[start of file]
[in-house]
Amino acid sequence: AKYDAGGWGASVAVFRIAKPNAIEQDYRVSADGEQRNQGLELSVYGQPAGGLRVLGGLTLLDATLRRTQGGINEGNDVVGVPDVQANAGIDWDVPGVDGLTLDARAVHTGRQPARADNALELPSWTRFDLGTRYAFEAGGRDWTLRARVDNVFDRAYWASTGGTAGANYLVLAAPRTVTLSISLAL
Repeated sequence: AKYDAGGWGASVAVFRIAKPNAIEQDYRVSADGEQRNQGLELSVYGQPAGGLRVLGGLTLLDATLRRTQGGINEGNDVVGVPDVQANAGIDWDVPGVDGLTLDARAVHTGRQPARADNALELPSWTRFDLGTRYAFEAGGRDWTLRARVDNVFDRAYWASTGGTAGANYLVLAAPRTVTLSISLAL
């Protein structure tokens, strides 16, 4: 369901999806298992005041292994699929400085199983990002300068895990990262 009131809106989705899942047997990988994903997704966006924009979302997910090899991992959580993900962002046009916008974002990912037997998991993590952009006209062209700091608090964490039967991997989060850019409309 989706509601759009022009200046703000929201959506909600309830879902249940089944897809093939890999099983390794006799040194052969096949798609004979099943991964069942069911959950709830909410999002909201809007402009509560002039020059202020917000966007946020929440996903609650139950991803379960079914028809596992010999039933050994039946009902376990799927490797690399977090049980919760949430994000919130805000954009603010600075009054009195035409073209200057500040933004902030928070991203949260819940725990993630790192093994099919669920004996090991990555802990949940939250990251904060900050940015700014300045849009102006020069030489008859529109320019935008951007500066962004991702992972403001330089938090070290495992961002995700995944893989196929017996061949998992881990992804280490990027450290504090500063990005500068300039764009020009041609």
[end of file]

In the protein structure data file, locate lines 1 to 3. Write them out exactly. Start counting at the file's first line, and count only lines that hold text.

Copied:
[in-house]
Amino acid sequence: AKYDAGGWGASVAVFRIAKPNAIEQDYRVSADGEQRNQGLELSVYGQPAGGLRVLGGLTLLDATLRRTQGGINEGNDVVGVPDVQANAGIDWDVPGVDGLTLDARAVHTGRQPARADNALELPSWTRFDLGTRYAFEAGGRDWTLRARVDNVFDRAYWASTGGTAGANYLVLAAPRTVTLSISLAL
Repeated sequence: AKYDAGGWGASVAVFRIAKPNAIEQDYRVSADGEQRNQGLELSVYGQPAGGLRVLGGLTLLDATLRRTQGGINEGNDVVGVPDVQANAGIDWDVPGVDGLTLDARAVHTGRQPARADNALELPSWTRFDLGTRYAFEAGGRDWTLRARVDNVFDRAYWASTGGTAGANYLVLAAPRTVTLSISLAL